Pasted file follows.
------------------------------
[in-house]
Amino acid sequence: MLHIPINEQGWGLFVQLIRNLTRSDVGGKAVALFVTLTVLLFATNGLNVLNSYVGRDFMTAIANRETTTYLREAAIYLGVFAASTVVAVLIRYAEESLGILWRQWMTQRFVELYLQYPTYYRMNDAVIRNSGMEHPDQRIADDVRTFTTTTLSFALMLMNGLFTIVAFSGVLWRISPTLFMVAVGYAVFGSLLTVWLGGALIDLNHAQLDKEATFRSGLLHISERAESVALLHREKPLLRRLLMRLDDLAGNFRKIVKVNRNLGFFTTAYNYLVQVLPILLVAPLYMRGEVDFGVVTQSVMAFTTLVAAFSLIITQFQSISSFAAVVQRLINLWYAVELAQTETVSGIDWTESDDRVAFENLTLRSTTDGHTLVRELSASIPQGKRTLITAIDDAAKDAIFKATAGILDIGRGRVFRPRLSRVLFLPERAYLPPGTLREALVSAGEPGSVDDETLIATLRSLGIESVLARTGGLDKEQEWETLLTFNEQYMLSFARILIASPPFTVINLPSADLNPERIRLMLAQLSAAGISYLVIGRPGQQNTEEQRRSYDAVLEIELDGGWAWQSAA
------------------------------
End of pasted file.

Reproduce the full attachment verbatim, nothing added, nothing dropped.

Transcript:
[in-house]
Amino acid sequence: MLHIPINEQGWGLFVQLIRNLTRSDVGGKAVALFVTLTVLLFATNGLNVLNSYVGRDFMTAIANRETTTYLREAAIYLGVFAASTVVAVLIRYAEESLGILWRQWMTQRFVELYLQYPTYYRMNDAVIRNSGMEHPDQRIADDVRTFTTTTLSFALMLMNGLFTIVAFSGVLWRISPTLFMVAVGYAVFGSLLTVWLGGALIDLNHAQLDKEATFRSGLLHISERAESVALLHREKPLLRRLLMRLDDLAGNFRKIVKVNRNLGFFTTAYNYLVQVLPILLVAPLYMRGEVDFGVVTQSVMAFTTLVAAFSLIITQFQSISSFAAVVQRLINLWYAVELAQTETVSGIDWTESDDRVAFENLTLRSTTDGHTLVRELSASIPQGKRTLITAIDDAAKDAIFKATAGILDIGRGRVFRPRLSRVLFLPERAYLPPGTLREALVSAGEPGSVDDETLIATLRSLGIESVLARTGGLDKEQEWETLLTFNEQYMLSFARILIASPPFTVINLPSADLNPERIRLMLAQLSAAGISYLVIGRPGQQNTEEQRRSYDAVLEIELDGGWAWQSAA